ASEAN KEY DESTINATIONS
Singapore: Central bank cannot force banks to compensate investors
Singapore's central bank said on Thursday that it did not have the power to force banks to compensate retail investors who bought structured products linked to failed U.S. investment bank Lehman Brothers, reported Reuters.
The Monetary Authority of Singapore (MAS) said, however, that it has appointed three "well-respected individuals" to oversee the banks' complaints handling and resolution processes. Action would be taken if the banks were found to have breached guidelines related to the selling of investment products.
"Regulatory action could include fines and public reprimands but cannot include requiring FIs (financial institutions) to pay compensation to affected investors," MAS said in a statement.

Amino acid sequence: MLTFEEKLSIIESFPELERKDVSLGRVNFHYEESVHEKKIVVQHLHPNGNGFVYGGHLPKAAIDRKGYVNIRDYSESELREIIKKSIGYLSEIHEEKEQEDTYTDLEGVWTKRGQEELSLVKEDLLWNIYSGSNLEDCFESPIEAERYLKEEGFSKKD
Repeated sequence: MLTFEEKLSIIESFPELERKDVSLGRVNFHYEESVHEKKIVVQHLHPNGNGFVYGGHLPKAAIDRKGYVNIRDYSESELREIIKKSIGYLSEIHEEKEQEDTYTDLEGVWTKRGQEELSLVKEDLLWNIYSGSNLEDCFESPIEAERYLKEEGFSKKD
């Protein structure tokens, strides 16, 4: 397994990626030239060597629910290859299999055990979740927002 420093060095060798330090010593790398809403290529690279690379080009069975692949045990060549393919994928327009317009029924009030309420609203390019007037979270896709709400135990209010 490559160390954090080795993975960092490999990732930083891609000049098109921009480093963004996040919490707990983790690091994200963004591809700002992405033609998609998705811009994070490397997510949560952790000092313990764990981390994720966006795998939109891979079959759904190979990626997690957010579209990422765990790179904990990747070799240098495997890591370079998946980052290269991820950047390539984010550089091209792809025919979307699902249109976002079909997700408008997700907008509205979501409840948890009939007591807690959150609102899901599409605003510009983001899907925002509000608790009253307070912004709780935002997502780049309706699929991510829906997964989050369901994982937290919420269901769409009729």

MAS added that investors who were unhappy with the banks' decision could appeal to the Financial Industry Disputes Resolution Centre, which had the power to order banks to pay compensation of up to S$50,000 ($34,720).
Investors in Hong Kong, Singapore and Indonesia have in the past two week expressed outrage that the bond-like products they purchased were actually complex derivatives and they stood to lose most or all of what they had invested.
The products include Lehman-linked mini-bonds sold in Hong Kong and Singapore, many of which offered modest returns of between 4 and 6 percent, and DBS Group's High Notes 5 series, which offered around 5 percent and were linked to eight securities including Lehman bonds.
In Singapore, hundreds of investors have signed petitions calling on MAS to help them recover their money.
In its statement on Thursday, the Singapore central bank said its priority is to ensure that investors' complaints are heard, reviewed and resolved quickly.
"MAS understands the current anxiety of many investors who have purchased DBS High Notes 5, Lehman Minibonds and Merrill Lynch Jubilee Series 3 LinkEarner Notes."